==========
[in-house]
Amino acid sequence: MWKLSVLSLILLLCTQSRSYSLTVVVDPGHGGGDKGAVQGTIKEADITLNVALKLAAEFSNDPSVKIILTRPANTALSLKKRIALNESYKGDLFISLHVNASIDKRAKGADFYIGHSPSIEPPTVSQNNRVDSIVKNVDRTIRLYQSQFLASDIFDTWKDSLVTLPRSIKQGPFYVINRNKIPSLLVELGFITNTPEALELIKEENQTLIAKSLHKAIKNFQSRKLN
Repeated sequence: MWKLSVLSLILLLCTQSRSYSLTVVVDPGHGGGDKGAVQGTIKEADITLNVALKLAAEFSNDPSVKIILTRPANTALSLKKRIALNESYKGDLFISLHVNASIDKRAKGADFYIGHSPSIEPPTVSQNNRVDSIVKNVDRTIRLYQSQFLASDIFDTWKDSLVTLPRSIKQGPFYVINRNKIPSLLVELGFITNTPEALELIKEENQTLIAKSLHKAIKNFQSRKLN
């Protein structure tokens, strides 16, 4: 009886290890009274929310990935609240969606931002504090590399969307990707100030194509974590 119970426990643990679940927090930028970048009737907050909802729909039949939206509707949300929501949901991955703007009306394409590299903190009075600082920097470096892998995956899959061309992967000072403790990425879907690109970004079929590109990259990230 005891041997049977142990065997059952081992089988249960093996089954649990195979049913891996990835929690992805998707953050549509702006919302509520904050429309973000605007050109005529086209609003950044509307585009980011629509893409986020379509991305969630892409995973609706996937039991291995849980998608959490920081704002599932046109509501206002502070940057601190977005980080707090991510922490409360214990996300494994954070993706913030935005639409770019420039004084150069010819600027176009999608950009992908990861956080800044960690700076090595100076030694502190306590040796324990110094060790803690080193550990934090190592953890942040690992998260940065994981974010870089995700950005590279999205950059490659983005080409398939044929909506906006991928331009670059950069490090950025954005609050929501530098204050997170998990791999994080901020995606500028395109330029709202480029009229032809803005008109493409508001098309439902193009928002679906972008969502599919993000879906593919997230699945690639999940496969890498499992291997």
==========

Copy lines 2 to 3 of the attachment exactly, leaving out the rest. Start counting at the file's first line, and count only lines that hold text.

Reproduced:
Amino acid sequence: MWKLSVLSLILLLCTQSRSYSLTVVVDPGHGGGDKGAVQGTIKEADITLNVALKLAAEFSNDPSVKIILTRPANTALSLKKRIALNESYKGDLFISLHVNASIDKRAKGADFYIGHSPSIEPPTVSQNNRVDSIVKNVDRTIRLYQSQFLASDIFDTWKDSLVTLPRSIKQGPFYVINRNKIPSLLVELGFITNTPEALELIKEENQTLIAKSLHKAIKNFQSRKLN
Repeated sequence: MWKLSVLSLILLLCTQSRSYSLTVVVDPGHGGGDKGAVQGTIKEADITLNVALKLAAEFSNDPSVKIILTRPANTALSLKKRIALNESYKGDLFISLHVNASIDKRAKGADFYIGHSPSIEPPTVSQNNRVDSIVKNVDRTIRLYQSQFLASDIFDTWKDSLVTLPRSIKQGPFYVINRNKIPSLLVELGFITNTPEALELIKEENQTLIAKSLHKAIKNFQSRKLN